A plaque has been put up at the former home of a man who campaigned against the slave trade.
Some of Samuel Bowly's distant relatives were in Gloucester to witness the unveiling.
The unveiling coincides with anti-slavery day.
Bowly was a Quaker and although slavery had been outlawed by 1840 when he took part in the world anti-slavery convention, he campaigned hard against slavery in the rest of the world.
He also campaigned for temperance. He signed a pledge of total abstinence from drink in 1835 and worked to expose the dangers of alcohol all his life.
His great great grandson Anthony Barlow says his achievements were immense.
Bowly died in Gloucester in 1884 and at his funeral the Gloucester Cathedral bells tolled.
Now his name on the house he once lived in is a permanent reminder of his achievements.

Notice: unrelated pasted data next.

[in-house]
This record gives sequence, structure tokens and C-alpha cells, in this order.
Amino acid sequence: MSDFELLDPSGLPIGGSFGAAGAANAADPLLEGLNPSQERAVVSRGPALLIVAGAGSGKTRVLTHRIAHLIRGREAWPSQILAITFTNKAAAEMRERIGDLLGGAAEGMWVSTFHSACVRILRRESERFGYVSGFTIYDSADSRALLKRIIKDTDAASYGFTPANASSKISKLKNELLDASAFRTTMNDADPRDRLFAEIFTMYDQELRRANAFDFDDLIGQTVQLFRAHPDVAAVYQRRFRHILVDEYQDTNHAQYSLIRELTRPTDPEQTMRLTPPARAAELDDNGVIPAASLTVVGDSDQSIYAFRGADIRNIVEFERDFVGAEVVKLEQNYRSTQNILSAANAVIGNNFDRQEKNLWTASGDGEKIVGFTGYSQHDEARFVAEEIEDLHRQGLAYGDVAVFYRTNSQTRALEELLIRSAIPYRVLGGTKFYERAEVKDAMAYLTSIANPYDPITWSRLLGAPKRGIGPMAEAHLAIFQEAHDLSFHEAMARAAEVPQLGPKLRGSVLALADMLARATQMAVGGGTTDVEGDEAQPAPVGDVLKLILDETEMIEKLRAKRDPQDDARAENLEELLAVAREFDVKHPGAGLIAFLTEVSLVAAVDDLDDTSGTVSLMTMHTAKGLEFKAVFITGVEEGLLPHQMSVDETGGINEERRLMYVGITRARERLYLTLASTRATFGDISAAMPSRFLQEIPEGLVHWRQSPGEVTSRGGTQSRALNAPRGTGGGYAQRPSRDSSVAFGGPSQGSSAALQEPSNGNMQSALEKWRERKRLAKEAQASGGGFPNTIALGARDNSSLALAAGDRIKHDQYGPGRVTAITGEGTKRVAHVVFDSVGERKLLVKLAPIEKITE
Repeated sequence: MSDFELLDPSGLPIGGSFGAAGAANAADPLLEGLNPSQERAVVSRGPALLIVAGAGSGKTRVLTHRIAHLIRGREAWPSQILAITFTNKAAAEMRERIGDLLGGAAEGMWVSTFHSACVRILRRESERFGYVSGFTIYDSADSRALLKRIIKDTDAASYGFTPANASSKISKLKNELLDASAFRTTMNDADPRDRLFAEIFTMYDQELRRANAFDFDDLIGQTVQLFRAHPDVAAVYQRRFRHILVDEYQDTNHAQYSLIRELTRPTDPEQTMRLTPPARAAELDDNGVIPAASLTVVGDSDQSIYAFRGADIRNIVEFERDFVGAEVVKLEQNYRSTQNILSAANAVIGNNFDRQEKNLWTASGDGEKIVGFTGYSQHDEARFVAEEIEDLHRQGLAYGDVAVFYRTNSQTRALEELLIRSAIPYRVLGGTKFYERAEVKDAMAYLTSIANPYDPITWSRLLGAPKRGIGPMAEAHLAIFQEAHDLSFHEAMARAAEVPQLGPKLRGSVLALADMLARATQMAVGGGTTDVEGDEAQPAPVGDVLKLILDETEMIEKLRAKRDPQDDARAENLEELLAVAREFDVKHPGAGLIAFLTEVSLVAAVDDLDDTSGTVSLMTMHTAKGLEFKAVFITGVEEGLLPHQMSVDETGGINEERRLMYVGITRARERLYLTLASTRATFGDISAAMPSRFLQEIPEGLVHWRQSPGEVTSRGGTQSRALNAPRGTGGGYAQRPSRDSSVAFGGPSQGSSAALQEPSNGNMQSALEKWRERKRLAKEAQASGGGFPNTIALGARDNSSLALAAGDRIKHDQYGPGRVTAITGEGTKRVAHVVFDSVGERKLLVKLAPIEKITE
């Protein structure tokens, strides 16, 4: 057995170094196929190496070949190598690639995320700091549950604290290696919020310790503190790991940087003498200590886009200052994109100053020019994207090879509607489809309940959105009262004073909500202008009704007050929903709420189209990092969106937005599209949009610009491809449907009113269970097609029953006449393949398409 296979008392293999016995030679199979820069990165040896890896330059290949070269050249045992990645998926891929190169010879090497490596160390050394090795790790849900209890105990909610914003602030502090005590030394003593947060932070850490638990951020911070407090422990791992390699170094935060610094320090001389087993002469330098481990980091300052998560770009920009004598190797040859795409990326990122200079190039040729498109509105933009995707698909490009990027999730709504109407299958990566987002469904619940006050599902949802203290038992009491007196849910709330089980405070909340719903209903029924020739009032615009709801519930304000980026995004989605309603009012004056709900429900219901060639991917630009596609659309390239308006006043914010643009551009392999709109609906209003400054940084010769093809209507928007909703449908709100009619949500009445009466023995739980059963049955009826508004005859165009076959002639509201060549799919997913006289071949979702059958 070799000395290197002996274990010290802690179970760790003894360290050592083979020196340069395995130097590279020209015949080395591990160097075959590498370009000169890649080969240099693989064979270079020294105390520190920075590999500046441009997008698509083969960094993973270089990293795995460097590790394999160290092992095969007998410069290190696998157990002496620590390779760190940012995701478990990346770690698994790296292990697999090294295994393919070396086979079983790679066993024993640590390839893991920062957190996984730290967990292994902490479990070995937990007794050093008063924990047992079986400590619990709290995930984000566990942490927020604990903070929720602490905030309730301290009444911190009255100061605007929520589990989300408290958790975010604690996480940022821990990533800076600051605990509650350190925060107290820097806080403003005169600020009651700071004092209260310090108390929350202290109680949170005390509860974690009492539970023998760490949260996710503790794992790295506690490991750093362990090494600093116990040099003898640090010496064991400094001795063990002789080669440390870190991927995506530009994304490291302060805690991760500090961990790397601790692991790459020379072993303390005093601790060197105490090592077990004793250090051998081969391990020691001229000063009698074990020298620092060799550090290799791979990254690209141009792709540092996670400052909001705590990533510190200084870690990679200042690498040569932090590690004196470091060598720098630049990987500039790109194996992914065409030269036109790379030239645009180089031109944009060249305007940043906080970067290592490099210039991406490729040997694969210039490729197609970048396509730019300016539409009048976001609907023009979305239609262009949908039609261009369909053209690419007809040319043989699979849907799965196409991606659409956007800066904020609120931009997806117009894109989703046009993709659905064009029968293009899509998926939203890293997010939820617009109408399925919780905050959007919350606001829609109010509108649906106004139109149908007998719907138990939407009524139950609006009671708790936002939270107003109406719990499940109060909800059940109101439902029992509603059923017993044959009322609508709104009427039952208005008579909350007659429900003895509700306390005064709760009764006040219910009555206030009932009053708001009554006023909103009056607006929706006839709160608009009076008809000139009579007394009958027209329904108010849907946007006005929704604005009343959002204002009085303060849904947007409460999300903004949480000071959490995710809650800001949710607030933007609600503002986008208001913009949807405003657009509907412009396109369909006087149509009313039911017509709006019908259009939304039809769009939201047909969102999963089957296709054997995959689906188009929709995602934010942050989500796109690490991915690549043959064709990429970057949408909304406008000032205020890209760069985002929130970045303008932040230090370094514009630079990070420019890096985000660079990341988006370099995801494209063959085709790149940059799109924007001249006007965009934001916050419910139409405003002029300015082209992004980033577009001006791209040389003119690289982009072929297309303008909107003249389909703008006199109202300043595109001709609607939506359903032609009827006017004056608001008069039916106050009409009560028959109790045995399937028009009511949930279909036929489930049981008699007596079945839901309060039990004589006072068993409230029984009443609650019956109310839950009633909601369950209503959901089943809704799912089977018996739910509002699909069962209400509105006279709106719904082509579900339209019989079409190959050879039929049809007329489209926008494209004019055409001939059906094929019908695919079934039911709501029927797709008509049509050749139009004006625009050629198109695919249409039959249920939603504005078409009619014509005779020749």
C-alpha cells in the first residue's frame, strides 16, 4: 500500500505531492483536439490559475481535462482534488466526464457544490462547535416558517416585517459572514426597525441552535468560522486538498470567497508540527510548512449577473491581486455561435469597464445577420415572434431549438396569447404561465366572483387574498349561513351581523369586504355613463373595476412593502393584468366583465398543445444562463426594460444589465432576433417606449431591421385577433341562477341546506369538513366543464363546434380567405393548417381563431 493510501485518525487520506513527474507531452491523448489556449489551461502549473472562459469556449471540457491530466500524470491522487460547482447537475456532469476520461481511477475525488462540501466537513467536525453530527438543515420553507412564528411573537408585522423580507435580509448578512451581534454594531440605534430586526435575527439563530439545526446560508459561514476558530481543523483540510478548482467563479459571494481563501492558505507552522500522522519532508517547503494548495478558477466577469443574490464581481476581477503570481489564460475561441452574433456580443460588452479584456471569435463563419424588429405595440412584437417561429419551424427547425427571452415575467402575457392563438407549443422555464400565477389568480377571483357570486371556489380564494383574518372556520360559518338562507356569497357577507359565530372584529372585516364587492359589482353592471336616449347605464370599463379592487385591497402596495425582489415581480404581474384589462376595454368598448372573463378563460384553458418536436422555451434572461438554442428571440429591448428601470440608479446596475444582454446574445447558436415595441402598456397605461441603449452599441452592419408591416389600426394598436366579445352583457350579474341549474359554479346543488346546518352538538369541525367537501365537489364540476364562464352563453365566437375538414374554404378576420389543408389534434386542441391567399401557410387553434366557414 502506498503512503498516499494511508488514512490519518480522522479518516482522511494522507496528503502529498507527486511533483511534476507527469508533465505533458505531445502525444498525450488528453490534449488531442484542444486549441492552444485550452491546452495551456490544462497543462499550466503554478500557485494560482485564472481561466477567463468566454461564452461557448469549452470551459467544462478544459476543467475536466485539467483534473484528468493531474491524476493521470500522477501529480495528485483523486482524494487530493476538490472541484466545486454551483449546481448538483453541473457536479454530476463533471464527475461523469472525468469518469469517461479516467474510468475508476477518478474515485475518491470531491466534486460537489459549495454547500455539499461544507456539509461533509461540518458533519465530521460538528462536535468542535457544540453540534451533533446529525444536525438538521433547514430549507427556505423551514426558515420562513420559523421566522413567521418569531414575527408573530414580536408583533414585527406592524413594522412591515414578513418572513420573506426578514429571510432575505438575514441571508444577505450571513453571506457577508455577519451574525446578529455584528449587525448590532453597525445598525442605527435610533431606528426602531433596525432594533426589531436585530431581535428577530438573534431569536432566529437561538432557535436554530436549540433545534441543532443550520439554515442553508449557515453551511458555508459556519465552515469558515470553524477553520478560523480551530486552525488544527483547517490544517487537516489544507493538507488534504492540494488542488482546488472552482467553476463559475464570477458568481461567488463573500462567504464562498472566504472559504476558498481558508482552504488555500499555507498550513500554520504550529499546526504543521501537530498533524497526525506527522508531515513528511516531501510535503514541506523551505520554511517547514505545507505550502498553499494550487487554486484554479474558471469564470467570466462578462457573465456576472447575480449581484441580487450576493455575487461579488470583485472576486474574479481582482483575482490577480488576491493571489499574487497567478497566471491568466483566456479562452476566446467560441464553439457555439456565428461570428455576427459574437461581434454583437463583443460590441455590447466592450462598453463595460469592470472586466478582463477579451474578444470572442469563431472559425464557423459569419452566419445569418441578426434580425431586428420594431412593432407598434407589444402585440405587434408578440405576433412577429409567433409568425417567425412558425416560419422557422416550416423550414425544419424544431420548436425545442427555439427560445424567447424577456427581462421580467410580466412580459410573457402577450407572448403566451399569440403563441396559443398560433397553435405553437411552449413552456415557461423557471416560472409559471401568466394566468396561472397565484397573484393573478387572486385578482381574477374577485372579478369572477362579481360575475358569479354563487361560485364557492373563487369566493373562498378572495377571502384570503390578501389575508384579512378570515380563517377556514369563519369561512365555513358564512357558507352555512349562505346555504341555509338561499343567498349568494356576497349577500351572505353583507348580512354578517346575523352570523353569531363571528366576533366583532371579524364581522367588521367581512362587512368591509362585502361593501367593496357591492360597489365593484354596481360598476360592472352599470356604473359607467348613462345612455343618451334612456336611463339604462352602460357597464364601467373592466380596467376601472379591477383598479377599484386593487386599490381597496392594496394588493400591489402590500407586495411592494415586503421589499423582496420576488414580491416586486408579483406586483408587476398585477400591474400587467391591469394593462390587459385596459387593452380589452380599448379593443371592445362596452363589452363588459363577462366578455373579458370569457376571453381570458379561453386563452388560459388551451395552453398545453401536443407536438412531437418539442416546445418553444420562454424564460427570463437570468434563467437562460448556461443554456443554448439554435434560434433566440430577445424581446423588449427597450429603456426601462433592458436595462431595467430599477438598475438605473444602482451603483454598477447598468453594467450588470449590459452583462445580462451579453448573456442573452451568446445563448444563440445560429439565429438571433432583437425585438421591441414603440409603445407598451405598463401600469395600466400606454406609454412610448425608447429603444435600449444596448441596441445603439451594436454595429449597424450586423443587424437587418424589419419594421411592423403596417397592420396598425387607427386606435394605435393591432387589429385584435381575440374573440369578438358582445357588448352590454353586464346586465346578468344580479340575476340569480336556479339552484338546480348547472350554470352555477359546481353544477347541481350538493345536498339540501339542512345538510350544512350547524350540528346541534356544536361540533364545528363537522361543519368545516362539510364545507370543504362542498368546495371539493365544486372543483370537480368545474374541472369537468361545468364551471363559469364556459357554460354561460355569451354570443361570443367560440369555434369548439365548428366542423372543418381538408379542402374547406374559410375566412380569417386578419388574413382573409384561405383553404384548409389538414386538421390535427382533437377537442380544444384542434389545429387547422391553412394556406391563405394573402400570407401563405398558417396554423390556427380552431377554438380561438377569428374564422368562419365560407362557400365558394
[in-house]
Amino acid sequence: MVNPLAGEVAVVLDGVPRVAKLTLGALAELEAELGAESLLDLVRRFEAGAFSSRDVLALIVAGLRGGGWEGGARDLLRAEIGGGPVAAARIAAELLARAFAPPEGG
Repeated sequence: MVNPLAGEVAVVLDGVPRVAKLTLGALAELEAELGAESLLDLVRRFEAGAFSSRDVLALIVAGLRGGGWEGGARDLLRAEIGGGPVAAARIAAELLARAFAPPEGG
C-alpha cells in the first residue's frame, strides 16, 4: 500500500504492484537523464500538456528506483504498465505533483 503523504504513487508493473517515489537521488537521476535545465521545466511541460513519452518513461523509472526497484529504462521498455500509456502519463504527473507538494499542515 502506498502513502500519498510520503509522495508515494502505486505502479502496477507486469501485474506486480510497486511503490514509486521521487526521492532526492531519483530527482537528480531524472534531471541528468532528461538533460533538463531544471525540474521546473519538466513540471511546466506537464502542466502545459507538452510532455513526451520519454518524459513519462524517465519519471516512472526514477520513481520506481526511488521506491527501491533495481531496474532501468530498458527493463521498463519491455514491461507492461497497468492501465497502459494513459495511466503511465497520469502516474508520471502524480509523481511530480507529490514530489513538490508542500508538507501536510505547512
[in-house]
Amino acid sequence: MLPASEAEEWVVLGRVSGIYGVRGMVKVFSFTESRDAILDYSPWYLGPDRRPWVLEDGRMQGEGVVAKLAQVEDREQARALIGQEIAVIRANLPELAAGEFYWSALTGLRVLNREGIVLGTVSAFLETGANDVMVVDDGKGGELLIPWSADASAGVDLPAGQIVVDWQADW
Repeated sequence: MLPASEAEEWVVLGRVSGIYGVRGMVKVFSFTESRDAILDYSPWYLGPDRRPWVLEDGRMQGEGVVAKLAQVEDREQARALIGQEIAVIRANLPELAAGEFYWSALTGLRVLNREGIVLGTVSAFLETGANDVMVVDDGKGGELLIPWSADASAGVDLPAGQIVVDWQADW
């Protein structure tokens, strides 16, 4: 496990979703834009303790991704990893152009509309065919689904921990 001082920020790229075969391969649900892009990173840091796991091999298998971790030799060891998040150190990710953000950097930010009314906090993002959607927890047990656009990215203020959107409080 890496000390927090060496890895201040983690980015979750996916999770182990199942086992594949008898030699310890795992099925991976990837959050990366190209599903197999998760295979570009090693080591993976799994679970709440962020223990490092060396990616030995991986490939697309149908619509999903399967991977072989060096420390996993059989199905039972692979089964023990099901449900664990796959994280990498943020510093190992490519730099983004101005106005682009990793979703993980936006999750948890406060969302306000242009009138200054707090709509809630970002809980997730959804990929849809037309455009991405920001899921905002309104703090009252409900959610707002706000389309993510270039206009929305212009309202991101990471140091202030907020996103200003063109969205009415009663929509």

A timeline of Samuel Bowly's key dates:
- 1802 - Samuel Bowly is born in Cirencester
- 1827 - He marries Jane Dearman Shipley
- 1837 Bowly leads deputation to Downing Street, where they discuss cruelty shown towards slaves with the Prime Minister
- 1838 Bowly starts Central Negro Emancipation Committee and they get bill for the abolishment of slavery introduced into the House of Commons (which fails)
- 1840 - Bowly attends International Anti-Slavery Convention
- 1873 - Bowly remarries in Devizes to Louisa Cotterell
- 1884 - Bowly dies. Gloucester Cathedral bells toll at his funeral